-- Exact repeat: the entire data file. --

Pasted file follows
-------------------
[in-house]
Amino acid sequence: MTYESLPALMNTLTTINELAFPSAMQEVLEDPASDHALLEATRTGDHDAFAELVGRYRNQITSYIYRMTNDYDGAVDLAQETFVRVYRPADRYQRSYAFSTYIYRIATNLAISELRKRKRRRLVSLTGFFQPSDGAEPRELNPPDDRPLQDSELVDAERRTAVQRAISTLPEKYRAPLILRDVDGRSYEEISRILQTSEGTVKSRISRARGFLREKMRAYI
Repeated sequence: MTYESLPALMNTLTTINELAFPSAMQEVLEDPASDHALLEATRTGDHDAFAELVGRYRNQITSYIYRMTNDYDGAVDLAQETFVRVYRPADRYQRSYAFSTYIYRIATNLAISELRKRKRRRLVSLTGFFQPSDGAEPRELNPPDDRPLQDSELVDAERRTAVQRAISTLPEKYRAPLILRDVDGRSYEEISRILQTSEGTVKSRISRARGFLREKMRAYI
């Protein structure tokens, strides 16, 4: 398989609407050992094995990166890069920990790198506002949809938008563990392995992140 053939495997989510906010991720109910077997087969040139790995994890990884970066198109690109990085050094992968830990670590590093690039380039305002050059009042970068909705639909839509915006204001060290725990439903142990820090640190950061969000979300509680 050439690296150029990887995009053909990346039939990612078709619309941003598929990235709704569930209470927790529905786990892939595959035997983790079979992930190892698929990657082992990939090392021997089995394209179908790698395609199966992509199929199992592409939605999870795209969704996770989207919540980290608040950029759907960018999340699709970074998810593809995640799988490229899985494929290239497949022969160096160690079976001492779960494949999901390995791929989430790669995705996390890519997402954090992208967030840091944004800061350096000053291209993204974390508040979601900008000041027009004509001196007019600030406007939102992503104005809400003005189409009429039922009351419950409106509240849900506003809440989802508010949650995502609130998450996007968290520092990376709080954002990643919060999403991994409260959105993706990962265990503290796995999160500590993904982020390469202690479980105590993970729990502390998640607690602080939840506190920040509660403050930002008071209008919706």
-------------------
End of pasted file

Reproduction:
[in-house]
Amino acid sequence: MTYESLPALMNTLTTINELAFPSAMQEVLEDPASDHALLEATRTGDHDAFAELVGRYRNQITSYIYRMTNDYDGAVDLAQETFVRVYRPADRYQRSYAFSTYIYRIATNLAISELRKRKRRRLVSLTGFFQPSDGAEPRELNPPDDRPLQDSELVDAERRTAVQRAISTLPEKYRAPLILRDVDGRSYEEISRILQTSEGTVKSRISRARGFLREKMRAYI
Repeated sequence: MTYESLPALMNTLTTINELAFPSAMQEVLEDPASDHALLEATRTGDHDAFAELVGRYRNQITSYIYRMTNDYDGAVDLAQETFVRVYRPADRYQRSYAFSTYIYRIATNLAISELRKRKRRRLVSLTGFFQPSDGAEPRELNPPDDRPLQDSELVDAERRTAVQRAISTLPEKYRAPLILRDVDGRSYEEISRILQTSEGTVKSRISRARGFLREKMRAYI
């Protein structure tokens, strides 16, 4: 398989609407050992094995990166890069920990790198506002949809938008563990392995992140 053939495997989510906010991720109910077997087969040139790995994890990884970066198109690109990085050094992968830990670590590093690039380039305002050059009042970068909705639909839509915006204001060290725990439903142990820090640190950061969000979300509680 050439690296150029990887995009053909990346039939990612078709619309941003598929990235709704569930209470927790529905786990892939595959035997983790079979992930190892698929990657082992990939090392021997089995394209179908790698395609199966992509199929199992592409939605999870795209969704996770989207919540980290608040950029759907960018999340699709970074998810593809995640799988490229899985494929290239497949022969160096160690079976001492779960494949999901390995791929989430790669995705996390890519997402954090992208967030840091944004800061350096000053291209993204974390508040979601900008000041027009004509001196007019600030406007939102992503104005809400003005189409009429039922009351419950409106509240849900506003809440989802508010949650995502609130998450996007968290520092990376709080954002990643919060999403991994409260959105993706990962265990503290796995999160500590993904982020390469202690479980105590993970729990502390998640607690602080939840506190920040509660403050930002008071209008919706």